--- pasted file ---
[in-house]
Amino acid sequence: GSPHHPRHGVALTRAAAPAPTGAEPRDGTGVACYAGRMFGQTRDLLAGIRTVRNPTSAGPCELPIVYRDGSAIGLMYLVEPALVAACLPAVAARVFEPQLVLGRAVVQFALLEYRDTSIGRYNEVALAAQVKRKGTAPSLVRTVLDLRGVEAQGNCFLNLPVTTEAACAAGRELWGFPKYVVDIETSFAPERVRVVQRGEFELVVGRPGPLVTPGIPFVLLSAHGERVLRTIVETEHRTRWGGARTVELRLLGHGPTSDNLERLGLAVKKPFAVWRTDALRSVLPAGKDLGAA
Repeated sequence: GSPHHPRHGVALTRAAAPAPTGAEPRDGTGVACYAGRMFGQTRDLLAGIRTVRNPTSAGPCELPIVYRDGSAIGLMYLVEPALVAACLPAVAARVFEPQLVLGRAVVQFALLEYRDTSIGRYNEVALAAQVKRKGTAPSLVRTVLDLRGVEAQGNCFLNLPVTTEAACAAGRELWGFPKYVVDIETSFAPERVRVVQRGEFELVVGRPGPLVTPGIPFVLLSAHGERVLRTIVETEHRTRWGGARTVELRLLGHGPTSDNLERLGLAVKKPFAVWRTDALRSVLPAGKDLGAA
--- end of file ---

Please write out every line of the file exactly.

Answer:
[in-house]
Amino acid sequence: GSPHHPRHGVALTRAAAPAPTGAEPRDGTGVACYAGRMFGQTRDLLAGIRTVRNPTSAGPCELPIVYRDGSAIGLMYLVEPALVAACLPAVAARVFEPQLVLGRAVVQFALLEYRDTSIGRYNEVALAAQVKRKGTAPSLVRTVLDLRGVEAQGNCFLNLPVTTEAACAAGRELWGFPKYVVDIETSFAPERVRVVQRGEFELVVGRPGPLVTPGIPFVLLSAHGERVLRTIVETEHRTRWGGARTVELRLLGHGPTSDNLERLGLAVKKPFAVWRTDALRSVLPAGKDLGAA
Repeated sequence: GSPHHPRHGVALTRAAAPAPTGAEPRDGTGVACYAGRMFGQTRDLLAGIRTVRNPTSAGPCELPIVYRDGSAIGLMYLVEPALVAACLPAVAARVFEPQLVLGRAVVQFALLEYRDTSIGRYNEVALAAQVKRKGTAPSLVRTVLDLRGVEAQGNCFLNLPVTTEAACAAGRELWGFPKYVVDIETSFAPERVRVVQRGEFELVVGRPGPLVTPGIPFVLLSAHGERVLRTIVETEHRTRWGGARTVELRLLGHGPTSDNLERLGLAVKKPFAVWRTDALRSVLPAGKDLGAA